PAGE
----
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I’m headed to Chicago on my first long-distance round-trip train journey of the year on Sunday. How about a little warmup to Sacramento first?
Not caught up on my 2019 photography project about the California Zephyr? Check it out here.
The stretch of the California Zephyr between Truckee and Sacramento is one of my most favorite scenic areas in my region. This area of the Sierras is characterized by massive granite formations mixed in with volcanic features, endless mountain views (you can see Lassen on a clear day!), and beautiful rivers cutting through all of it. Not to mention the history. We all know the story of the Donner Party from grade school; the tracks run over their footprints and the pass named after them.
So I guess what I’m trying to say is, this is one of the smaller trips I’ll be doing quite a bit this year.
The weather wasn’t great but it did make for some interesting photography. We all love bright blue sunny days, but the hard sun isn’t my personal favorite for photos. There were plenty of clouds covering the sky, and we eventually entered those clouds approaching Donner Pass on the return home, with plenty of snow. In fact, we had to wait just outside of Gold Run for a snow plow engine to clear the way over the pass for us.
I walked down to the snack car to get a hot dog and a beer. As the attendant ran my debit card he gave me one of those looks, the kind you might get if your card is declined. He remained silent and gave me the receipt for signature. Then he showed me his nametag – John Pellettiere. What are the odds?! I’ll be seeing more of him on future trips, I’m sure.
One of the things that I’ve overheard on every trip – the few that I’ve taken so far – are people saying, “wow, I need to do this more.” The fellow sitting in front of me was talking on the phone and said the same thing. “This train is pretty cool. I need to do more of it.” You’re not alone, sir.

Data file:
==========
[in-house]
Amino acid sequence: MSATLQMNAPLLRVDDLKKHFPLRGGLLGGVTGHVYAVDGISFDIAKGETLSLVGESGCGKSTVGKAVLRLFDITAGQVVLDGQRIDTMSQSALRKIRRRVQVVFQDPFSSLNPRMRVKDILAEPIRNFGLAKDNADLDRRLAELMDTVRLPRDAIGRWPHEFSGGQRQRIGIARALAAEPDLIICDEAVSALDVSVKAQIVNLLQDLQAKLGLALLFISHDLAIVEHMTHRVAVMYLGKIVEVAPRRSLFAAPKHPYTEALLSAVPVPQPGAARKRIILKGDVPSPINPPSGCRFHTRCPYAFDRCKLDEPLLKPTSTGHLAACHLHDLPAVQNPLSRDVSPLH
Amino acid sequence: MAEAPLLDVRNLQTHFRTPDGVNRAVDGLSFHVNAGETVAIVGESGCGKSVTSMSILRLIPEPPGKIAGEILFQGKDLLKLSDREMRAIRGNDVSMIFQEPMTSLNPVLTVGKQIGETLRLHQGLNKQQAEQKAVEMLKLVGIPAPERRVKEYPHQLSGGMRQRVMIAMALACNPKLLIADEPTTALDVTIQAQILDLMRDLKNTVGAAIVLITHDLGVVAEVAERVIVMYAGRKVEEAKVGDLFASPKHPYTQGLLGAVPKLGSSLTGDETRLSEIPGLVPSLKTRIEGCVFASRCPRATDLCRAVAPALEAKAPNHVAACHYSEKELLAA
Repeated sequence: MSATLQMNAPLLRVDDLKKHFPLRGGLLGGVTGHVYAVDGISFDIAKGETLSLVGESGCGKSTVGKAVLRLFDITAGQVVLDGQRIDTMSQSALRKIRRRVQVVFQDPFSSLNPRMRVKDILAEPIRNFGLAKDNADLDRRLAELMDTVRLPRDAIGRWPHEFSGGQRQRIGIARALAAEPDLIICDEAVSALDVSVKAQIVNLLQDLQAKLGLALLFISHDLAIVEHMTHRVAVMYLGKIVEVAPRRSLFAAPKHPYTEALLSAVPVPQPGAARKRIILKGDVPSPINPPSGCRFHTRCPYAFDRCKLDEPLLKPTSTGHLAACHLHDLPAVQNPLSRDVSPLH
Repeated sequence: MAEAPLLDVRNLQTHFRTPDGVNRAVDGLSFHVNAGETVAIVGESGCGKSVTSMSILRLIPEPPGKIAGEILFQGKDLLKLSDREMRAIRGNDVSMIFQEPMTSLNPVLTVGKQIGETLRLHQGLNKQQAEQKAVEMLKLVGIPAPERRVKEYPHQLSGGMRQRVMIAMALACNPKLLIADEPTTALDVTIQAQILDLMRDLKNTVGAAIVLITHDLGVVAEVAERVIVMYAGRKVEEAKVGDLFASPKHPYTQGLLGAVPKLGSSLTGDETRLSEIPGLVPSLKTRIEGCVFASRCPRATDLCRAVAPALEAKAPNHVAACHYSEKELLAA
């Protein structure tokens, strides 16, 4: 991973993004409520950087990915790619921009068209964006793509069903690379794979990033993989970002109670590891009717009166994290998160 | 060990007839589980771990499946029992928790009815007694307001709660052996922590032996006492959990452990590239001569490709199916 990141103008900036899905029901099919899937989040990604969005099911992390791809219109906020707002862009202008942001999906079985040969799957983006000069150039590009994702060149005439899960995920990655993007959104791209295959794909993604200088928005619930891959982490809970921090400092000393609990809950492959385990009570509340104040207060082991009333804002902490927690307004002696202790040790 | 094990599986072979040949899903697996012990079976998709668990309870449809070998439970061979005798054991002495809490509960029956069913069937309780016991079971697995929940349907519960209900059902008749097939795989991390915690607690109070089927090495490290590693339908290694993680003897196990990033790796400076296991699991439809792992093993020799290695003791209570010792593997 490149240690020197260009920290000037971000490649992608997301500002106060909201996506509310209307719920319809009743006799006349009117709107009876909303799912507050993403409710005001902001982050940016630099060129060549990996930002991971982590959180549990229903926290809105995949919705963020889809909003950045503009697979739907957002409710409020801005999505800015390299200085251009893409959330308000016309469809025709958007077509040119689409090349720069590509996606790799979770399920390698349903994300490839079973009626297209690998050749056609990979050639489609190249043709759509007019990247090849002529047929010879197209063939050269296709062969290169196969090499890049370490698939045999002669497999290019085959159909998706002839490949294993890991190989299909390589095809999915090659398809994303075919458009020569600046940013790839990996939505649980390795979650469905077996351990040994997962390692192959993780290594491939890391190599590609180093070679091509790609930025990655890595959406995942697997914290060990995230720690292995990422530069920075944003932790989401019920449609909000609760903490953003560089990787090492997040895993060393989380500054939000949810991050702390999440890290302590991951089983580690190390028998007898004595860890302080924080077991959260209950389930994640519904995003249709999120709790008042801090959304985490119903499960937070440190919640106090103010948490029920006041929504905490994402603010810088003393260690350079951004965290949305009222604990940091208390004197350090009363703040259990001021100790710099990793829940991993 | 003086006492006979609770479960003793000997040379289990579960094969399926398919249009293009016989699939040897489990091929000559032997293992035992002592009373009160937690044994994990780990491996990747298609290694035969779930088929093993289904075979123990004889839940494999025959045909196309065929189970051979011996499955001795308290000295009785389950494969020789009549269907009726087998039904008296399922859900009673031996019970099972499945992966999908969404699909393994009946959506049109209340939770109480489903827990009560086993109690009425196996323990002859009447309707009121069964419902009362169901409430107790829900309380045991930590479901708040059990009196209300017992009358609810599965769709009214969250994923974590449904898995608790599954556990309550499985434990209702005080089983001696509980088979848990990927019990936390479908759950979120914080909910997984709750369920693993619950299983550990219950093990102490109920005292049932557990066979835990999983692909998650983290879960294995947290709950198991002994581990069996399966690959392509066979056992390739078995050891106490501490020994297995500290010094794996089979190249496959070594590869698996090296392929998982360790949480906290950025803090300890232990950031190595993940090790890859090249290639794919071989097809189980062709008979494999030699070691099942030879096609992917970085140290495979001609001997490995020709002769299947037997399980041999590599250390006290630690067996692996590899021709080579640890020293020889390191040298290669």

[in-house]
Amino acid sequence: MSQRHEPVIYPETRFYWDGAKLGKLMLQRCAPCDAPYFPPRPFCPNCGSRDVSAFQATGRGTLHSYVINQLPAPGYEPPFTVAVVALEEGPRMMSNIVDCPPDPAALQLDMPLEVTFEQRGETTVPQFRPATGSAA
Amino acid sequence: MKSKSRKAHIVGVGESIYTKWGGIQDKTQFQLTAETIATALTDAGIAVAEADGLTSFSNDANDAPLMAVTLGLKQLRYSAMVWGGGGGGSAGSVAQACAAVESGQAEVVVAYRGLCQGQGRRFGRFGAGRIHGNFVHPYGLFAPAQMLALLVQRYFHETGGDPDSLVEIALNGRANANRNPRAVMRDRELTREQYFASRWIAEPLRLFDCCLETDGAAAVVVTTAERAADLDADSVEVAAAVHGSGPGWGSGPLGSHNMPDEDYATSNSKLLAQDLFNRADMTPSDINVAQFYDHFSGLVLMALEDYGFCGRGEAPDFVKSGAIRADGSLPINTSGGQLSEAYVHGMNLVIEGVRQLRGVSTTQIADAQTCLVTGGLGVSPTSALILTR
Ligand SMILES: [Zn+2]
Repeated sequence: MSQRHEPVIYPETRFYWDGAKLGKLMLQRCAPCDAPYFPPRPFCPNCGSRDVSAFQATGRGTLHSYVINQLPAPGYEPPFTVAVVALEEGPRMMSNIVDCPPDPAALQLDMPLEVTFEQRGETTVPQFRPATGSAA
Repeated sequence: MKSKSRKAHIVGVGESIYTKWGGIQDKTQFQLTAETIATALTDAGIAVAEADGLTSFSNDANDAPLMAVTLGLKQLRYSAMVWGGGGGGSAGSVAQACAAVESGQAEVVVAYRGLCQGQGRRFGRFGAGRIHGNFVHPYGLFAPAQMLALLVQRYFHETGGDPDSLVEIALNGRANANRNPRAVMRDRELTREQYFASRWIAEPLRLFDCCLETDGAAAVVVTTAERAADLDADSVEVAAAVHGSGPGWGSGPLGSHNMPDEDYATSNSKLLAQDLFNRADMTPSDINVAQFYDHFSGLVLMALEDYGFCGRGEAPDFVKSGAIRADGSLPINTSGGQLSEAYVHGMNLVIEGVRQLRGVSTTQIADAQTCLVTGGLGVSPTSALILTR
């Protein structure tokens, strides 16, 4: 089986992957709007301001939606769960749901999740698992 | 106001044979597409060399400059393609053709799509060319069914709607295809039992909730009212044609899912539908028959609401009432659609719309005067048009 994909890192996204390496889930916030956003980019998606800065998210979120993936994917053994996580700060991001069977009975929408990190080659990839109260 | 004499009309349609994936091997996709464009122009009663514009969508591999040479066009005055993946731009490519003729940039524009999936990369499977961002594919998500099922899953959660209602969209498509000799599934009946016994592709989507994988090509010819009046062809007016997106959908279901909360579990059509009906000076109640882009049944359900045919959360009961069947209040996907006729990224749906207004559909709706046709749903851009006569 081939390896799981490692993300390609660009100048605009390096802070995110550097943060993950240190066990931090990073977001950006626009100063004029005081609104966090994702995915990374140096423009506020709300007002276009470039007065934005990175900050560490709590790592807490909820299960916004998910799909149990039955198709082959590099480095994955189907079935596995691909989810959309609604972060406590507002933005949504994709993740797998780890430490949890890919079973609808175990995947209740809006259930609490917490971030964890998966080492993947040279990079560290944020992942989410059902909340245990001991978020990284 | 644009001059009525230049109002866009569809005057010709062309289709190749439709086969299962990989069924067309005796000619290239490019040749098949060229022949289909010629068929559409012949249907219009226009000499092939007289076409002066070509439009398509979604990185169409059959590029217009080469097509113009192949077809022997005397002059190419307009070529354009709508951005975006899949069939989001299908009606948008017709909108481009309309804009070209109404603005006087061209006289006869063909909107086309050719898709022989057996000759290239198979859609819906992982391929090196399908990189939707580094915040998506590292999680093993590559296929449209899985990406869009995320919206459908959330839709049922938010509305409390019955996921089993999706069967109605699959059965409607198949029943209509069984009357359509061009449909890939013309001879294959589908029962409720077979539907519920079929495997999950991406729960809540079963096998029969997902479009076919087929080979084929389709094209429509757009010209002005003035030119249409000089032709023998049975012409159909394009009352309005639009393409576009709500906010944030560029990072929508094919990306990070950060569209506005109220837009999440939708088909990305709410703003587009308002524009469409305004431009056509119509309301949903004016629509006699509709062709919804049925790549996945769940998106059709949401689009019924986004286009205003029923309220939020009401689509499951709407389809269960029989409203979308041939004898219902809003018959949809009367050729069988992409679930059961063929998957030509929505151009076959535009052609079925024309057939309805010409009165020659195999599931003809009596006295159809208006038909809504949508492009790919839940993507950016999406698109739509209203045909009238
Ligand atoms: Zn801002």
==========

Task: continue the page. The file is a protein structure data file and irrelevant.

The Sacramento Valley Station is pretty cool. It was built in 1926 in a classic Renaissance Revival style and contains a mural that depicts the groundbreaking of the Central Pacific Railroad at that spot in 1863. One door leads to an industrial-feeling rail platform, while the other door opens to downtown Sacramento. Great hotels and restaurants aren’t too far away.
As for the photography – a few things I’ve noted:
- Fast lenses are great for inside the
train,and keeping a fast shutter speed while maintaining low ISO. I’m loving my Fuji 16mm f/1.4 for this.
- I wanted my camera up against the window all the time while passing through suburban & urban areas – there is so much going on there!
- Speaking of the window…I’ve gotta hurry up and make my glare shield for taking photos out the window without getting reflections, and without needing a polarizer.
- A fast shutter speed of at least 1/1000 sec is needed when moving fast and subjects are so close out the window. This
of courserequires a high ISO of 6400 or so, and just leaving it in AUTO ISO works best while setting a fastshutter speed.
- Focusing – even in manual focus – can be difficult out the window with everything moving so fast and at large apertures. Focusing on something down the length of the train, guessing the distance of my subject, and then moving back outside seemed to help.